Keep reading to learn exactly what the Georgia Tech essay is, what kinds of topics you can write about (and what kinds of topics to avoid), and how to ensure you're submitting a quality essay.
Feature Image: Wally Gobetz /Flickr
What Are the Georgia Tech Supplement Essay Prompts?
The Georgia Tech application includes a total of two essays . For one of these, you'll choose one of the seven Common App prompts to respond to, and the other is specific to Georgia Tech. Here's the Georgia Tech prompt:
Why do you want to study your chosen major specifically at Georgia Tech?
How to Write the Why Georgia Tech Essay
This prompt is a version of the "why this college" prompt . Specifically, this prompt is a "why us" prompt, as it's asking you to elaborate on why this college and the major you've chosen are best suited to you and your aspirations. In other words, what about Georgia Tech and the field of study you want to pursue there will help you achieve your future goals?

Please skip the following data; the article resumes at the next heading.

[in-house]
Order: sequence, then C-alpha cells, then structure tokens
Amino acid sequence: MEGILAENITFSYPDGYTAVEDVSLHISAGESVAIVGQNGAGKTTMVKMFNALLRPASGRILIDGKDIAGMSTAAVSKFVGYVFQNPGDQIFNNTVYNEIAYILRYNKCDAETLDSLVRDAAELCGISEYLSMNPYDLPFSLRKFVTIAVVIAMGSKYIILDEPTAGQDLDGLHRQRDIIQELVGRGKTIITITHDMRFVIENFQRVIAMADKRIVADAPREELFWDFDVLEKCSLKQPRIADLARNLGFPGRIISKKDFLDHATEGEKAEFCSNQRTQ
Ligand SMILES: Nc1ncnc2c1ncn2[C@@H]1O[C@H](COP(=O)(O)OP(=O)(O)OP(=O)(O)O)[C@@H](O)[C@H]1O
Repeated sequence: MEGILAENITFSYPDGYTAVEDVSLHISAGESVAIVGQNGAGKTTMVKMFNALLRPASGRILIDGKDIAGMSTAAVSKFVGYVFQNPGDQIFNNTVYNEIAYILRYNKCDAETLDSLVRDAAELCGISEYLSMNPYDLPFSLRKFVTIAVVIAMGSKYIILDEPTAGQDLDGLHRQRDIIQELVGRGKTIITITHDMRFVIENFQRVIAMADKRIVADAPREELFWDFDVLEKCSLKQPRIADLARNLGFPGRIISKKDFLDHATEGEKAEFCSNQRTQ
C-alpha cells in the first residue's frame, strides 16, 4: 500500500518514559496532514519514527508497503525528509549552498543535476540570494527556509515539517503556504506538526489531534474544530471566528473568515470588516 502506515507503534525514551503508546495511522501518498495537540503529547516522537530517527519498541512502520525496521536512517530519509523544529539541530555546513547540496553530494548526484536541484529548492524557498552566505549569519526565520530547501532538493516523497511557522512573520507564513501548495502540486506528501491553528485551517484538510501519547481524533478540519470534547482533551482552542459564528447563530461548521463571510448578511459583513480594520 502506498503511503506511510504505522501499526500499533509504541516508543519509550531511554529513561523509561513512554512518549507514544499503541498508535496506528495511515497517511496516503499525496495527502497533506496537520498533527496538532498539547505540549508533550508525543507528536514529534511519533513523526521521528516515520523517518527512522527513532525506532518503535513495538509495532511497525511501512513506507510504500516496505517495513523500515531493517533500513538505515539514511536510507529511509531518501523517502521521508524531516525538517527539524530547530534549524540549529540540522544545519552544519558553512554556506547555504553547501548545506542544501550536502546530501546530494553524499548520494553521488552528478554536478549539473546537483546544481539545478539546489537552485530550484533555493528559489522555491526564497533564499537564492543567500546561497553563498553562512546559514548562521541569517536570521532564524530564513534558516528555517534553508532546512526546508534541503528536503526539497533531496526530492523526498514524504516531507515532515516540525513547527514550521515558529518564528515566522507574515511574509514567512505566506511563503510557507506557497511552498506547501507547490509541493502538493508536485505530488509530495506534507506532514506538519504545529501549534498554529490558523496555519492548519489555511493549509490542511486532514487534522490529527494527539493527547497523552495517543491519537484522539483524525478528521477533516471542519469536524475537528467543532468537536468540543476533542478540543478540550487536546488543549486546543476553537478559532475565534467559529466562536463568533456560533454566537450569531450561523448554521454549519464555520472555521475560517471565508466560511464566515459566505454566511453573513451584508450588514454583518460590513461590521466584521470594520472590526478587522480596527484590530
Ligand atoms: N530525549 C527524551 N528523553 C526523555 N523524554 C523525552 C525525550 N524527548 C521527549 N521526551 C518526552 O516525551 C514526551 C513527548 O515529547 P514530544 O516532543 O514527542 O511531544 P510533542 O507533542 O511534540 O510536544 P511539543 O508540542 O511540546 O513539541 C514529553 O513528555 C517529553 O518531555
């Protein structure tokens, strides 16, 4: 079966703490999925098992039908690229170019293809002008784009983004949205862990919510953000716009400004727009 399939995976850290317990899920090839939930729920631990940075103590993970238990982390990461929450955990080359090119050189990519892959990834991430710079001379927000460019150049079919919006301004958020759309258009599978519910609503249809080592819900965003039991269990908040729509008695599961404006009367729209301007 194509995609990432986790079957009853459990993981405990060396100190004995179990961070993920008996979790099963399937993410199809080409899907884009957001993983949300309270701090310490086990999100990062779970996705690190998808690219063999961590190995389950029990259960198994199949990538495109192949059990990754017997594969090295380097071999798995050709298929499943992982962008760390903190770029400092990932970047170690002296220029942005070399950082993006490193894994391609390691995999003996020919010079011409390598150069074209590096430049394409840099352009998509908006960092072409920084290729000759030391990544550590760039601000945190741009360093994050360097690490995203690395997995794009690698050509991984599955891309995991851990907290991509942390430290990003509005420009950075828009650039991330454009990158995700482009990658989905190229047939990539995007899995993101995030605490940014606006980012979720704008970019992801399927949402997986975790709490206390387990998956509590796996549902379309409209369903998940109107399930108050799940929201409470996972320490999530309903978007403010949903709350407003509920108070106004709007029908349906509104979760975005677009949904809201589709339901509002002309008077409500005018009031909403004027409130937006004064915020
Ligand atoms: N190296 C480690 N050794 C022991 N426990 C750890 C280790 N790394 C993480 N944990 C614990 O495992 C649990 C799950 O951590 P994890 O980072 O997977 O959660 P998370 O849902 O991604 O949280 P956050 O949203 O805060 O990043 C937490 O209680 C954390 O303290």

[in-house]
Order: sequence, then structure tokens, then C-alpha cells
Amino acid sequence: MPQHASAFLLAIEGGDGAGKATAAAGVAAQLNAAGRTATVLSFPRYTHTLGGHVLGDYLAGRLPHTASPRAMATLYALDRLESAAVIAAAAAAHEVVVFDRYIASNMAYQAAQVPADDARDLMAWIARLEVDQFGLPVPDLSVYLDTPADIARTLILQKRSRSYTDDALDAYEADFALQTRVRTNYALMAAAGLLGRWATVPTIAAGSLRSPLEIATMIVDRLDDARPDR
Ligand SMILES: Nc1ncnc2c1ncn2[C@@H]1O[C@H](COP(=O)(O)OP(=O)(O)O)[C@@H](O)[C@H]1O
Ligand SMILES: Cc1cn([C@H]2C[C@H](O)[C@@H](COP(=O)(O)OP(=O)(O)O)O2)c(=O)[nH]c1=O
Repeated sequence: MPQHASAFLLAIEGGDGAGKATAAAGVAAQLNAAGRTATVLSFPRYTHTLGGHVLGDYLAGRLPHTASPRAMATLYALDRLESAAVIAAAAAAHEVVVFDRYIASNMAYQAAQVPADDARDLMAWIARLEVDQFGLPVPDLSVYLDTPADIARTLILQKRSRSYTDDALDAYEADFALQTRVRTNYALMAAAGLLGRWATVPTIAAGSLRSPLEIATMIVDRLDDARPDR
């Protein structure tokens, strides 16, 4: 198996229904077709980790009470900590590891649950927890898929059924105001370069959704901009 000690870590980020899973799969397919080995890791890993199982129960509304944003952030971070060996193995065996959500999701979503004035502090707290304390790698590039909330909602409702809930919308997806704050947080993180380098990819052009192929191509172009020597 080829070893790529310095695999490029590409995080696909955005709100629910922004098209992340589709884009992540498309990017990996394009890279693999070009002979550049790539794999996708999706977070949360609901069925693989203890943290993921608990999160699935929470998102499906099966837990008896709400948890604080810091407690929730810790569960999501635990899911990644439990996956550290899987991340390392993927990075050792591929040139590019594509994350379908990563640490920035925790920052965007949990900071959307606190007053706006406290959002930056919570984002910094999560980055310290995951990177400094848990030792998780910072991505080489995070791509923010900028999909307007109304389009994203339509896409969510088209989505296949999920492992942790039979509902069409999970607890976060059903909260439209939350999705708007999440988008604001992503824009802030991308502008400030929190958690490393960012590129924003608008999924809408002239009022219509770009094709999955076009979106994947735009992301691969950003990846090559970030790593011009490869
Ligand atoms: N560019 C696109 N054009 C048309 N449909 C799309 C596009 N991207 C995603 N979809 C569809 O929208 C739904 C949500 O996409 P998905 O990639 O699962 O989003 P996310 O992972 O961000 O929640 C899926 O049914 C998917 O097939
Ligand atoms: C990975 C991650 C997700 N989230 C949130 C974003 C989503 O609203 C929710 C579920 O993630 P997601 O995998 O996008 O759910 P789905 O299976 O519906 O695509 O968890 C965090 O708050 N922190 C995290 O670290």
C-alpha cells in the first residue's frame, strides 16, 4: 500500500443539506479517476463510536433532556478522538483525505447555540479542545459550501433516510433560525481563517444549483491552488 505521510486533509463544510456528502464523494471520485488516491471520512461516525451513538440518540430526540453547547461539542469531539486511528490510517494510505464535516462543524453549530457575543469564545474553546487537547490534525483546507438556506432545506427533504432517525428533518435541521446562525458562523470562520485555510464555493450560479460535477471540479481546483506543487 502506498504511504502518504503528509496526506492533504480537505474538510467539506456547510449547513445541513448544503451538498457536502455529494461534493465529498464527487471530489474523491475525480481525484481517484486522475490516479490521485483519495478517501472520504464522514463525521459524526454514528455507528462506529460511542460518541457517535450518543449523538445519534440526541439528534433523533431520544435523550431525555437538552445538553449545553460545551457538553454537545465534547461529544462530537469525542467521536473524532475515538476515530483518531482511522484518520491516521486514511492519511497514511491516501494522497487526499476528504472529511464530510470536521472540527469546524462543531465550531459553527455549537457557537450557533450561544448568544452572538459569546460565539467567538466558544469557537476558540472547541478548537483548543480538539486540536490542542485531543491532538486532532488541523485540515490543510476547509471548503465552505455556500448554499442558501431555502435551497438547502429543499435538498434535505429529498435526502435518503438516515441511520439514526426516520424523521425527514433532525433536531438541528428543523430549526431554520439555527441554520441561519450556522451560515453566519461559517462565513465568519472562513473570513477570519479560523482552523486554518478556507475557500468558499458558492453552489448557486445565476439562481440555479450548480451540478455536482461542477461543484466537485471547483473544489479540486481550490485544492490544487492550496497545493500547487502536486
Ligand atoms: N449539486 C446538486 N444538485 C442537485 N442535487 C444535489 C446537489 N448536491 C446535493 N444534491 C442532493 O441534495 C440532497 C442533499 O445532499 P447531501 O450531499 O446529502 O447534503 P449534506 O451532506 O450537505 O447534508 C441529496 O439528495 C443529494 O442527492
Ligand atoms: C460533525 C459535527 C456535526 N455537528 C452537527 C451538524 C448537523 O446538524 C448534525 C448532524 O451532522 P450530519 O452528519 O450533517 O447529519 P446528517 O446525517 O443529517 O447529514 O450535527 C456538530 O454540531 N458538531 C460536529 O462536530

To answer this question, you'll need to do some research on Georgia Tech and the academic program you're applying to. The easiest way to do this is to go to the Georgia Tech website to get an overview of what's offered by your program, including the kinds of classes, study abroad options, professors, and internship opportunities.
If possible, I suggest visiting the campus to sit in on classes and meet professors so you can get a clearer feel for the academic program as well as the environment at Georgia Tech as a whole.
In your essay, try to pick a specific characteristic to focus on —don't just say you want to attend Georgia Tech because it's prestigious or well known. Lots of colleges are!